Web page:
Submitted to: Molecular Plant Microbe Interactions
Publication Type: Peer Reviewed Journal
Publication Acceptance Date: 1/30/2004
Publication Date: 6/1/2004
Citation: Liang, D., Gray, S.M., Palukaitis, P. 2004. Site-directed mutagenesis and generation of chimeric viruses by homologous recombination in yeast to facilitate analysis of plant-virus interactions. Molecular Plant Microbe Interactions. 17:571-576.
Interpretive Summary: Defined changes in plant virus genomes are easily made in the laboratory and are used to study gene function. However, naked genetic material of many plant viruses cannot infect plants by itself. In these cases, the virus genome is inserted into a bacterial genome segment called a plasmid. When the bacteria are introduced into a plant, the plasmid transfers the virus into the plant cell resulting in virus infection. Mutations in the virus genome cannot be made when the virus is contained within the plasmid; thus a complex multi-step procedure is required to introduce mutant viruses into plants. In this study, we developed a novel experimental system to generate mutations in virus genomes while they are in the bacterial plasmid. Adding a yeast gene to the bacterial plasmid allowed the plasmid to reproduce in yeast cells. Small pieces of the virus genome containing a desired mutation are easily synthesized in the laboratory. These, along with the plasmid, are introduced into yeast cells. In yeast, the process of homologous recombination occurs at high frequency. This is essentially an exchange of similar genetic pieces and resulted in an exchange of the normal virus sequence with the mutant sequence. The plasmid containing the mutant virus replicates to high numbers in the yeast and is easily purified. The plasmid is then re-introduced into the bacteria and used transfer the mutant virus into plant cells resulting in virus infection. Subsequently the effects of the introduced mutation on the biology of the virus can be studied.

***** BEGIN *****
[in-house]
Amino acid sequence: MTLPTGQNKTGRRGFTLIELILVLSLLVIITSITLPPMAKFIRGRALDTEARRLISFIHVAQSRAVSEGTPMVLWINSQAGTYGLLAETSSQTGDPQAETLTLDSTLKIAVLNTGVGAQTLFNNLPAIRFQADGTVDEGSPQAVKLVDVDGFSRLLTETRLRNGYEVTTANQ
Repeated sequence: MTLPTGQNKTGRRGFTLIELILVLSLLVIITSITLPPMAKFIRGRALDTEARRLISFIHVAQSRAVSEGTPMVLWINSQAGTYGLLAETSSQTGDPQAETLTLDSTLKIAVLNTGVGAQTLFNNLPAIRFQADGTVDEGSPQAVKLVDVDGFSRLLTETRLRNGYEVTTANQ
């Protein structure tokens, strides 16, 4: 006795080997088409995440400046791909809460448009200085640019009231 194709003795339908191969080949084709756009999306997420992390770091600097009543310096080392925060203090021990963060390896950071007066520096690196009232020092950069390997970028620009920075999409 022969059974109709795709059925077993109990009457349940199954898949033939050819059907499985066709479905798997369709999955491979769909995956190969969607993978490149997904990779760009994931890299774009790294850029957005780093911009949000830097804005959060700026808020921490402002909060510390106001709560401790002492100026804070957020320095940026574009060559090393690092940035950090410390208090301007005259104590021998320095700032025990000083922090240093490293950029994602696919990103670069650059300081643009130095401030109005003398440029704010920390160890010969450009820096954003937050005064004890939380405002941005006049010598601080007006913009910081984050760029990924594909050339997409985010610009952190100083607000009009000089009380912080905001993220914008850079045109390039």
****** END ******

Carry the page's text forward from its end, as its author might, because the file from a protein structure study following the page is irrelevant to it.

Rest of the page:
Technical Abstract: A yeast homologous recombination system was used to generate mutants and chimeras in the genome of Potato leafroll virus (PLRV). A yeast-bacteria shuttle vector was developed that allows mutants and chimeras generated in yeast to be transformed into Escherichia coli for confirmation of the mutations and transformed into Agrobacterium tumefaciens to facilitate agroinfection of plants by the mutant PLRV genomes. The advantages of the system include the high frequency of recovered mutants generated by yeast homologous recombination, the ability to generate over 20 mutants and chimeras using only two restriction endonuclease sites, the ability to introduce multiple additional sequences using three and four DNA fragments, and the mobilization of the same plasmid from yeast to E. coli, A. tumefaciens and plants. The wildtype PLRV genome showed no loss of virulence after sequential propagation in yeast, E. coli and A. tumefaciens. Moreover, many PLRV clones with mutations generated in the capsid protein and readthrough domain of the capsid protein replicated and moved throughout plants. This approach will facilitate the analysis of plant-virus interactions of in vivo-generated mutants for many plant viruses, especially those not transmissible mechanically to plants.